The long-awaited arbitration hearing between the Recording Academy and former president/CEO Deborah Dugan is slated to begin July 12 in Los Angeles, but a pending ruling could delay it once more.
Within the last few weeks, the attorneys for the academy asked that the hearing be private, according to The New York Times. That action contradicts an open letter from then academy interim president/CEO Harvey Mason Jr. to Dugan on Feb. 4, 2020, two weeks after she was put on leave, that said the academy had waived the confidentiality provision included in the arbitration clause of Dugan’s employment agreement.
Mason Jr.’s letter was a response to a previous letter from Dugan asking for the provision to be waived. The New York Times first reported the academy’s new objections to an open hearing and a source later confirmed to Billboard.
“We acknowledge your request for ‘transparency and accountability’ as set forth in your January 29, 2020 letter to the Executive Committee, and we wholeheartedly agree with your proposal to have the dispute between you and the Academy heard publicly — so that the ‘public and the music industry’ can hear what happened between you and the Academy,” wrote Mason to Dugan. “In short, we welcome a full public airing of your allegations against the Academy as well as the Academy’s many claims and defenses against you,”
Mason was named the official president/CEO of the academy on May 13, following a protracted search.
Now, the academy’s attorney, Anthony Oncidi of Proskauer Rose, has written the arbitrator, Sara Adler, asking that the hearing be private, according to the New York Times, stating that Mason’s letter pertained only to the “disclosure of ‘the existence, content or result of any arbitration,’” and not for an open hearing.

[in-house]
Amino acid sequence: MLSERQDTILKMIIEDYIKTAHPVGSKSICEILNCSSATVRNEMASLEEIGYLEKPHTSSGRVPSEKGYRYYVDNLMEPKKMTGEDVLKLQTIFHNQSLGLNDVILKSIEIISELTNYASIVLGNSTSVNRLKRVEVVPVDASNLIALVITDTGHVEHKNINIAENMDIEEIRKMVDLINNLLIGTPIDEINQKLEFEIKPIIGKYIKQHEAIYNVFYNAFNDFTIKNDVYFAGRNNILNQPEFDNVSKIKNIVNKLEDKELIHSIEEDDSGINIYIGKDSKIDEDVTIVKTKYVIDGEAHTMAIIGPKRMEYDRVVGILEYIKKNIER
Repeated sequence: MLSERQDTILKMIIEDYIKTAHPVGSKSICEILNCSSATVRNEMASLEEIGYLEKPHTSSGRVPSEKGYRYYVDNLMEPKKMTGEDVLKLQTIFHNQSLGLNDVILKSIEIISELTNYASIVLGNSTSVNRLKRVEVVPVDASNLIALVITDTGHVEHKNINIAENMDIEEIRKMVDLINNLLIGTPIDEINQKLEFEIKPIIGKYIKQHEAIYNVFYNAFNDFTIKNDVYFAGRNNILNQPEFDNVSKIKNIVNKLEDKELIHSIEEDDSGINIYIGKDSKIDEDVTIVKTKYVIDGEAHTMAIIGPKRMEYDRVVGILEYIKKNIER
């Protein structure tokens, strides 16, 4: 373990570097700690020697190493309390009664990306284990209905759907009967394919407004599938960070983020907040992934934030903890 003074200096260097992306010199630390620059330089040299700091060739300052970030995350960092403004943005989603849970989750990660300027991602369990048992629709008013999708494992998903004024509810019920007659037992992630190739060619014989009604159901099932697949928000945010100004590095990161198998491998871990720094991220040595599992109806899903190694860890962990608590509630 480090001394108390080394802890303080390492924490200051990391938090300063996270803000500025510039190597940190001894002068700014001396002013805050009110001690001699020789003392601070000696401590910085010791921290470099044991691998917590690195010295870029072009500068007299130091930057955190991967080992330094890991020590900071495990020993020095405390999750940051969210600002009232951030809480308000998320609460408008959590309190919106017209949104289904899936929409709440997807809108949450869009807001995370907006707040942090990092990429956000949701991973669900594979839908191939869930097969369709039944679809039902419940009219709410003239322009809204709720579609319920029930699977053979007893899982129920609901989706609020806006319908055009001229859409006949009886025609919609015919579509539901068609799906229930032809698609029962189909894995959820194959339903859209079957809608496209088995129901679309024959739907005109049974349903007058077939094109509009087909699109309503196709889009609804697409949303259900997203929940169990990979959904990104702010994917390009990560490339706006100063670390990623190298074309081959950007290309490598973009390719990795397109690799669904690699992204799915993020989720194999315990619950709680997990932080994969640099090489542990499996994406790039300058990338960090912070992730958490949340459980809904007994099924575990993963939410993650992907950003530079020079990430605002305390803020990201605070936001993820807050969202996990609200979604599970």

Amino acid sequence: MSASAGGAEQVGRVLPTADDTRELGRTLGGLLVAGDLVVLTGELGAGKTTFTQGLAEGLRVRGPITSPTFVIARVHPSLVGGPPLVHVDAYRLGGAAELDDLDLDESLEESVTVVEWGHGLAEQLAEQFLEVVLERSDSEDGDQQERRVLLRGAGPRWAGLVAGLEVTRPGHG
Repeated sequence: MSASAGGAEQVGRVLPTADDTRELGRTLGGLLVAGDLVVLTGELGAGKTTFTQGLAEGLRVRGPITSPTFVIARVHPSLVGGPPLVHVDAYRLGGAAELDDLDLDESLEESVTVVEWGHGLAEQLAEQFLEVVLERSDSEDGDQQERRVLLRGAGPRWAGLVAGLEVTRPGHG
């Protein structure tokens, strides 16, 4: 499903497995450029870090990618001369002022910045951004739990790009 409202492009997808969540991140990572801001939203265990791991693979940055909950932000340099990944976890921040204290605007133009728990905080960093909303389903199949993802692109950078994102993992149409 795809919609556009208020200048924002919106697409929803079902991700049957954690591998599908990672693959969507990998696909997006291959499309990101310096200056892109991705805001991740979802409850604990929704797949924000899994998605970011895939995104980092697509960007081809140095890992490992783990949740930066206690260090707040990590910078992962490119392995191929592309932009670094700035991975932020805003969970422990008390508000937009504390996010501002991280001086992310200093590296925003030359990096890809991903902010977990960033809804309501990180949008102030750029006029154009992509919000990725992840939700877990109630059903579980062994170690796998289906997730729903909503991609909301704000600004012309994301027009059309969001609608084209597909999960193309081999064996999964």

One of Dugan’s attorneys, Michael Willemin of Wigdor LLP, responded in writing, according to the New York Times, that the two parties had already agreed to a public hearing and “therefore, it must be open to the public unless Ms. Dugan agrees otherwise.” It is typical for arbitration hearings to be closed to the public.
It is unknown when Adler is expected to announce her decision regarding the academy’s request. Should Adler rule in the academy’s favor, Dugan’s attorneys are expected to go to court to have the hearing opened to the public. Depending upon the court’s schedule, that could delay the hearing’s start.
In January 2020, five months after Dugan was hired, the academy placed her on administration leave following allegations of workplace bullying. A few days later, Dugan swung back with an Equal Employment Opportunity Commission discrimination complaint alleging the real reason for her being placed on leave was because she had uncovered and threatened to expose academy misconduct, including Grammy voting irregularities, conflicts of interest among board members as well as with its outside attorneys, and sexual harassment by academy attorney Joel Katz. (Katz has denied the allegations.)
Oncidi, the Recording Academy and Adler did not respond to requests for comment. Willemin declined to comment.